de Morgan duality



(0,1)(0,1)-Category theory

Type theory

natural deduction metalanguage, practical foundations

  1. type formation rule
  2. term introduction rule
  3. term elimination rule
  4. computation rule

type theory (dependent, intensional, observational type theory, homotopy type theory)

syntax object language

computational trinitarianism = propositions as types +programs as proofs +relation type theory/category theory

logiccategory theorytype theory
trueterminal object/(-2)-truncated objecth-level 0-type/unit type
falseinitial objectempty type
proposition(-1)-truncated objecth-proposition, mere proposition
proofgeneralized elementprogram
cut rulecompositionsubstitution
cut elimination for implicationcounit for hom-tensor adjunctionbeta reduction
introduction rule for implicationunit for hom-tensor adjunctioneta conversion
conjunctionproductproduct type
disjunctioncoproduct ((-1)-truncation of)sum type (bracket type of)
implicationinternal homfunction type
negationinternal hom into initial objectfunction type into empty type
universal quantificationdependent productdependent product type
existential quantificationdependent sum ((-1)-truncation of)dependent sum type (bracket type of)
equivalencepath space objectidentity type
equivalence classquotientquotient type
inductioncolimitinductive type, W-type, M-type
higher inductionhigher colimithigher inductive type
completely presented setdiscrete object/0-truncated objecth-level 2-type/preset/h-set
setinternal 0-groupoidBishop set/setoid
universeobject classifiertype of types
modalityclosure operator monadmodal type theory, monad (in computer science)
linear logic(symmetric, closed) monoidal categorylinear type theory/quantum computation
proof netstring diagramquantum circuit
(absence of) contraction rule(absence of) diagonalno-cloning theorem

homotopy levels


De Morgan duality


In logic, de Morgan duality is a duality between intuitionistic logic and dual-intuitionistic paraconsistent logic. In classical logic and linear logic, it is a self-duality mediated by negation. Although it goes back to Aristotle (at least), its discovery is generally attributed to Augustus de Morgan.

The dualities

More explicitly, de Morgan duality is the duality between logical operators as shown in the table below:

Intuitionistic operatorDual-intuitionistic operator
\top (truth)\bot (falsehood)
\wedge (conjunction)\vee (disjunction)
\Rightarrow (conditional)\setminus (without?)
\Leftrightarrow (biconditional)++ (exclusive disjunction)
¬\neg (pp \Rightarrow \bot)- (p\top \setminus p)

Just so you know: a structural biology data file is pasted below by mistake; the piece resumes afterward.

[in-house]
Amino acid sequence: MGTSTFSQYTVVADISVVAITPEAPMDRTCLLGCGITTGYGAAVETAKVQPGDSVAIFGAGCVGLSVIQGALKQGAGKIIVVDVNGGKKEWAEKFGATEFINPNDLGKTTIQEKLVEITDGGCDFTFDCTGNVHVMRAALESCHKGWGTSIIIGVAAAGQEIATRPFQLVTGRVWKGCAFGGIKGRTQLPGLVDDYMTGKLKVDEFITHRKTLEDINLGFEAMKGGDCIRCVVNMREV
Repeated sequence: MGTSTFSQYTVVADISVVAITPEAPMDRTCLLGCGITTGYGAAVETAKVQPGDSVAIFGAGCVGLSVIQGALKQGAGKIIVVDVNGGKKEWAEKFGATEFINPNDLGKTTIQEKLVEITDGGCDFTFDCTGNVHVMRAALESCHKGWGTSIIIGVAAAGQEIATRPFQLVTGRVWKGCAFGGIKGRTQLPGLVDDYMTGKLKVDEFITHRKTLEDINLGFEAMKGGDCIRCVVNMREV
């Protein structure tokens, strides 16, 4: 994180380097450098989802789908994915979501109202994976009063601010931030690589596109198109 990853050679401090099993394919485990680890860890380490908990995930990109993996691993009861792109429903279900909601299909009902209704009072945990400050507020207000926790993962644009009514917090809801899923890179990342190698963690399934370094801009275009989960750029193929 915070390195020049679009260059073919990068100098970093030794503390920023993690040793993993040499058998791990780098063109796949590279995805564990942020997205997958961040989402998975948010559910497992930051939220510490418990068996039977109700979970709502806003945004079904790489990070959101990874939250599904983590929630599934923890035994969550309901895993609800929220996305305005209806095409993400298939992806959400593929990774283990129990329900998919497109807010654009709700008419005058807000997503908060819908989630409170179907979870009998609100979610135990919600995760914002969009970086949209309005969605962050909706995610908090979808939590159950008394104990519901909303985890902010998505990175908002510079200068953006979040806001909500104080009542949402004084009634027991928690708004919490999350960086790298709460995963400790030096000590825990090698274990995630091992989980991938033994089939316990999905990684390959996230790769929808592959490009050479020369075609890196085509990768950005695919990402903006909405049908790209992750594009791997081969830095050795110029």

\forall (universal quantification)\exists (existential quantification)
\Box (necessity)\lozenge (possibility)

The first two operators in each column exist in both intuitionistic and dual-intuitionistic propositional logic and the last two in each column exist in both forms of predicate logic and modal logic (respectively), but they are still dual as shown. All of these exist in classical logic (although some of the paraconsistent operators are not widely used), and the two forms of negation (¬\neg and -) are the same there.

In linear logic, this extends to a duality between conjunctive and disjunctive operators:

Conjunctive operatorDisjunctive operator

As with classical negation, linear negation is self-dual. (For the categorical semantics of this see at dualizing object and at Wirthmüller context – Comparison of push-forwards.)

The first two rows of the intuitionistic/dual-intuitionistic/classical duality generalise to arbitrary lattices, including subobject lattices in coherent categories, and from there to the duality between limits and colimits in category theory:

terminal objectinitial object

So in a way, all duality in category theory is a generalisation of de Morgan duality.

The de Morgan laws

The de Morgan laws are the statements, valid in various forms of logic, that de Morgan duality is mediated by negation. For example, using the second line of the first table, we have

¬(pq)¬p¬q, ¬(pq)¬p¬q. \array { \neg(p \wedge q) \equiv \neg{p} \vee \neg{q} ,\\ \neg(p \vee q) \equiv \neg{p} \wedge \neg{q} . }

Traditionally, the term is reserved for this line.

In the foundations of constructive mathematics, de Morgan's Law usually means the statement

¬(pq)¬p¬q, \neg(p \wedge q) \vdash \neg{p} \vee \neg{q} ,

since every other aspect of the first two lines is already constructively valid, the claim that negation mediates the de Morgan self-duality of negation already has a name (the double negation law, equivalent to the principle of excluded middle), and no other line involves only operators that appear in intuitionstic propositional calculus.

Revised on January 25, 2014 14:00:41 by Urs Schreiber (